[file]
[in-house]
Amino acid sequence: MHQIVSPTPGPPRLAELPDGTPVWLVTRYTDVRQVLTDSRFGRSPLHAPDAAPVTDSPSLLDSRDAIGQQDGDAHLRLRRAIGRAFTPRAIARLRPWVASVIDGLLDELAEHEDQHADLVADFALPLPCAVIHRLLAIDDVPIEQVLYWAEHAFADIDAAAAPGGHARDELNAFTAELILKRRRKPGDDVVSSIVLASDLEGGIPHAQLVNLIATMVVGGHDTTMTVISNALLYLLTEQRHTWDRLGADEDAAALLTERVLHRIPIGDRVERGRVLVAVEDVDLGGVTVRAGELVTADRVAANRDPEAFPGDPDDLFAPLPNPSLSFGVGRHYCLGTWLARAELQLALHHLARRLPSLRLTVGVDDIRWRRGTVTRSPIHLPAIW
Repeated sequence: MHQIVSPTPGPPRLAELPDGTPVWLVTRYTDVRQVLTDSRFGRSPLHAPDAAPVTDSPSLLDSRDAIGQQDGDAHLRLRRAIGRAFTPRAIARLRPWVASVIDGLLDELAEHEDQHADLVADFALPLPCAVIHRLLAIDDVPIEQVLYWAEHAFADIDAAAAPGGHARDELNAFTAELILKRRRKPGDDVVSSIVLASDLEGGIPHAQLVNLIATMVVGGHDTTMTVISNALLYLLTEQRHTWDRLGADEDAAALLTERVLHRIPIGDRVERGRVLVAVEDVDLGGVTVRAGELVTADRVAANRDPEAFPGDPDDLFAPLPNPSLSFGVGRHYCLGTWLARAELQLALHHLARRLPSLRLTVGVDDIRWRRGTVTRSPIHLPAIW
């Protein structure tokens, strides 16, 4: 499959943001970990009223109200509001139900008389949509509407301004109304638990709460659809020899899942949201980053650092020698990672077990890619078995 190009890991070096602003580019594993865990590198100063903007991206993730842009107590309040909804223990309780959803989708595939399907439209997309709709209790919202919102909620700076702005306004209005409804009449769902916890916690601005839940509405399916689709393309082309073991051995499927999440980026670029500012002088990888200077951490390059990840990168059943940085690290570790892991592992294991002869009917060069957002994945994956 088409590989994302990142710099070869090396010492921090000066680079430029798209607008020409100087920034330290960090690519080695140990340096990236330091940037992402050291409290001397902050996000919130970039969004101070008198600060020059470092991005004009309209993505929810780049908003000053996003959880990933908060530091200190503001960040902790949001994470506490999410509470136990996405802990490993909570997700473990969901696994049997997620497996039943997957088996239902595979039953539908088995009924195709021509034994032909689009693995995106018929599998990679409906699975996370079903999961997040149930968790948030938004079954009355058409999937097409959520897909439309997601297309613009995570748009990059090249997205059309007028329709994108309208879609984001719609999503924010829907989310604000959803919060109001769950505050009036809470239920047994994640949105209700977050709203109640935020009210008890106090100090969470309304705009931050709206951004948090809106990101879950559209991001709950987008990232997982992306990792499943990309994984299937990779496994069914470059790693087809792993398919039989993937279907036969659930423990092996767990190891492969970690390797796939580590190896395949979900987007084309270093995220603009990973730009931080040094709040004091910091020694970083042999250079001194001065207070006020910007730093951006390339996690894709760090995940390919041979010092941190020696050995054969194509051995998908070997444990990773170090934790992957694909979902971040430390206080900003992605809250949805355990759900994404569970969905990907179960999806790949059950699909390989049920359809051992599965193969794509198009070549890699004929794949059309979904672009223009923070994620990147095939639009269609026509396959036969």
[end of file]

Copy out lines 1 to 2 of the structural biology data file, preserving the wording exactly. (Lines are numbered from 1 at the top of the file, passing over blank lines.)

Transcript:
[in-house]
Amino acid sequence: MHQIVSPTPGPPRLAELPDGTPVWLVTRYTDVRQVLTDSRFGRSPLHAPDAAPVTDSPSLLDSRDAIGQQDGDAHLRLRRAIGRAFTPRAIARLRPWVASVIDGLLDELAEHEDQHADLVADFALPLPCAVIHRLLAIDDVPIEQVLYWAEHAFADIDAAAAPGGHARDELNAFTAELILKRRRKPGDDVVSSIVLASDLEGGIPHAQLVNLIATMVVGGHDTTMTVISNALLYLLTEQRHTWDRLGADEDAAALLTERVLHRIPIGDRVERGRVLVAVEDVDLGGVTVRAGELVTADRVAANRDPEAFPGDPDDLFAPLPNPSLSFGVGRHYCLGTWLARAELQLALHHLARRLPSLRLTVGVDDIRWRRGTVTRSPIHLPAIW